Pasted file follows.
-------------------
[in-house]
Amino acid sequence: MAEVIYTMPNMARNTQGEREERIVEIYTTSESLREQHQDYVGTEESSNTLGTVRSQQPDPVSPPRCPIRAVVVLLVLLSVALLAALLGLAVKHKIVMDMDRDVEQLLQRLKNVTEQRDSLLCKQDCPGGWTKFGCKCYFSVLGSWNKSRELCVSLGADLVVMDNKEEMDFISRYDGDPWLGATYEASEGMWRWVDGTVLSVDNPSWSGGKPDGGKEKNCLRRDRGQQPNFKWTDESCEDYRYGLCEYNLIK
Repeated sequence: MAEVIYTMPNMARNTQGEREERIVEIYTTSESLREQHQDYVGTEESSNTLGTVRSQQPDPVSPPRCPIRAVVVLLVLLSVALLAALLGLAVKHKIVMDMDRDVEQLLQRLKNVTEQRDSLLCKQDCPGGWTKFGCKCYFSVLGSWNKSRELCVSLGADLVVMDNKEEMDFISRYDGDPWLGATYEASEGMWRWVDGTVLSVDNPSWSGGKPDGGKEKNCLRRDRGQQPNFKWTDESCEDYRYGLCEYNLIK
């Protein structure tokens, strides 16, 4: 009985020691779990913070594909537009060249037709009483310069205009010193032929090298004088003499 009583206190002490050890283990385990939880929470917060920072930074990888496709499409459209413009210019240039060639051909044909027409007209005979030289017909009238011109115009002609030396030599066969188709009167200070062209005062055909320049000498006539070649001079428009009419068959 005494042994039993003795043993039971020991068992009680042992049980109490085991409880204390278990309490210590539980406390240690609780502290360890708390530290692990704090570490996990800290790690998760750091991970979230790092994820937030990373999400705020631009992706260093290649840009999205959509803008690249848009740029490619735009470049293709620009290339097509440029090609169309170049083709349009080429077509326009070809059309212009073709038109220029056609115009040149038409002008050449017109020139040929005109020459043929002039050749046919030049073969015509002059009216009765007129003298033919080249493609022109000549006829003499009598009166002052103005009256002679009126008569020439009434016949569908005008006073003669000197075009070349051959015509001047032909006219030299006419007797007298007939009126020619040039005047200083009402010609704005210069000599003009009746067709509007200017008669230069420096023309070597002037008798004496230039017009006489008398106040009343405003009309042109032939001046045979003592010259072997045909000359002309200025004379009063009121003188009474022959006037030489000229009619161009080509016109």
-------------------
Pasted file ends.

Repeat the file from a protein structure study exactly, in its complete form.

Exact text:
[in-house]
Amino acid sequence: MAEVIYTMPNMARNTQGEREERIVEIYTTSESLREQHQDYVGTEESSNTLGTVRSQQPDPVSPPRCPIRAVVVLLVLLSVALLAALLGLAVKHKIVMDMDRDVEQLLQRLKNVTEQRDSLLCKQDCPGGWTKFGCKCYFSVLGSWNKSRELCVSLGADLVVMDNKEEMDFISRYDGDPWLGATYEASEGMWRWVDGTVLSVDNPSWSGGKPDGGKEKNCLRRDRGQQPNFKWTDESCEDYRYGLCEYNLIK
Repeated sequence: MAEVIYTMPNMARNTQGEREERIVEIYTTSESLREQHQDYVGTEESSNTLGTVRSQQPDPVSPPRCPIRAVVVLLVLLSVALLAALLGLAVKHKIVMDMDRDVEQLLQRLKNVTEQRDSLLCKQDCPGGWTKFGCKCYFSVLGSWNKSRELCVSLGADLVVMDNKEEMDFISRYDGDPWLGATYEASEGMWRWVDGTVLSVDNPSWSGGKPDGGKEKNCLRRDRGQQPNFKWTDESCEDYRYGLCEYNLIK
């Protein structure tokens, strides 16, 4: 009985020691779990913070594909537009060249037709009483310069205009010193032929090298004088003499 009583206190002490050890283990385990939880929470917060920072930074990888496709499409459209413009210019240039060639051909044909027409007209005979030289017909009238011109115009002609030396030599066969188709009167200070062209005062055909320049000498006539070649001079428009009419068959 005494042994039993003795043993039971020991068992009680042992049980109490085991409880204390278990309490210590539980406390240690609780502290360890708390530290692990704090570490996990800290790690998760750091991970979230790092994820937030990373999400705020631009992706260093290649840009999205959509803008690249848009740029490619735009470049293709620009290339097509440029090609169309170049083709349009080429077509326009070809059309212009073709038109220029056609115009040149038409002008050449017109020139040929005109020459043929002039050749046919030049073969015509002059009216009765007129003298033919080249493609022109000549006829003499009598009166002052103005009256002679009126008569020439009434016949569908005008006073003669000197075009070349051959015509001047032909006219030299006419007797007298007939009126020619040039005047200083009402010609704005210069000599003009009746067709509007200017008669230069420096023309070597002037008798004496230039017009006489008398106040009343405003009309042109032939001046045979003592010259072997045909000359002309200025004379009063009121003188009474022959006037030489000229009619161009080509016109």